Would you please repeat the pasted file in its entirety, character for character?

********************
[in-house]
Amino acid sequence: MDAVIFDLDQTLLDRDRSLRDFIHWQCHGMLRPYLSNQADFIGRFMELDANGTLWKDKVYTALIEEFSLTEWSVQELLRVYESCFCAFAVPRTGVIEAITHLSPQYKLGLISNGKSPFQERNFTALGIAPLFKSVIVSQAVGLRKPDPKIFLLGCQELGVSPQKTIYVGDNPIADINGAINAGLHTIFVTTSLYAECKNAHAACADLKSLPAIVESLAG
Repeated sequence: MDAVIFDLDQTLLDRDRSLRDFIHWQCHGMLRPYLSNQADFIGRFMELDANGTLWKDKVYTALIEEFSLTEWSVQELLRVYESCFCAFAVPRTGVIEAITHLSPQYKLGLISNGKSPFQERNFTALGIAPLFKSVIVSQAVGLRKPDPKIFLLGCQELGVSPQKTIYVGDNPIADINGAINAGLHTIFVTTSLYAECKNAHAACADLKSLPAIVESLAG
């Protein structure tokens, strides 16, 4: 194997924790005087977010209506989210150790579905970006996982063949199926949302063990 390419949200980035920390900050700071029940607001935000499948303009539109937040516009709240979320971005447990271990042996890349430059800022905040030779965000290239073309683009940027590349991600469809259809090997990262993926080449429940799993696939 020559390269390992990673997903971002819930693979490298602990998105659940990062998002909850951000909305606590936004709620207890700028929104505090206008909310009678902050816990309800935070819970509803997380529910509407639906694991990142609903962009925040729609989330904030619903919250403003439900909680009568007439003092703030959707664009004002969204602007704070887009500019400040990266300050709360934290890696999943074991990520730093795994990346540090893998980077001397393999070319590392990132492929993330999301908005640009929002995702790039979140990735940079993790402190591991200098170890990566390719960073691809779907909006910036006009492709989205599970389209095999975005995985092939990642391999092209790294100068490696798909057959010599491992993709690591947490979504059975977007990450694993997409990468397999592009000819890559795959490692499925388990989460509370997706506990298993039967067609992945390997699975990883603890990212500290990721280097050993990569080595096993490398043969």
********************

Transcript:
[in-house]
Amino acid sequence: MDAVIFDLDQTLLDRDRSLRDFIHWQCHGMLRPYLSNQADFIGRFMELDANGTLWKDKVYTALIEEFSLTEWSVQELLRVYESCFCAFAVPRTGVIEAITHLSPQYKLGLISNGKSPFQERNFTALGIAPLFKSVIVSQAVGLRKPDPKIFLLGCQELGVSPQKTIYVGDNPIADINGAINAGLHTIFVTTSLYAECKNAHAACADLKSLPAIVESLAG
Repeated sequence: MDAVIFDLDQTLLDRDRSLRDFIHWQCHGMLRPYLSNQADFIGRFMELDANGTLWKDKVYTALIEEFSLTEWSVQELLRVYESCFCAFAVPRTGVIEAITHLSPQYKLGLISNGKSPFQERNFTALGIAPLFKSVIVSQAVGLRKPDPKIFLLGCQELGVSPQKTIYVGDNPIADINGAINAGLHTIFVTTSLYAECKNAHAACADLKSLPAIVESLAG
């Protein structure tokens, strides 16, 4: 194997924790005087977010209506989210150790579905970006996982063949199926949302063990 390419949200980035920390900050700071029940607001935000499948303009539109937040516009709240979320971005447990271990042996890349430059800022905040030779965000290239073309683009940027590349991600469809259809090997990262993926080449429940799993696939 020559390269390992990673997903971002819930693979490298602990998105659940990062998002909850951000909305606590936004709620207890700028929104505090206008909310009678902050816990309800935070819970509803997380529910509407639906694991990142609903962009925040729609989330904030619903919250403003439900909680009568007439003092703030959707664009004002969204602007704070887009500019400040990266300050709360934290890696999943074991990520730093795994990346540090893998980077001397393999070319590392990132492929993330999301908005640009929002995702790039979140990735940079993790402190591991200098170890990566390719960073691809779907909006910036006009492709989205599970389209095999975005995985092939990642391999092209790294100068490696798909057959010599491992993709690591947490979504059975977007990450694993997409990468397999592009000819890559795959490692499925388990989460509370997706506990298993039967067609992945390997699975990883603890990212500290990721280097050993990569080595096993490398043969």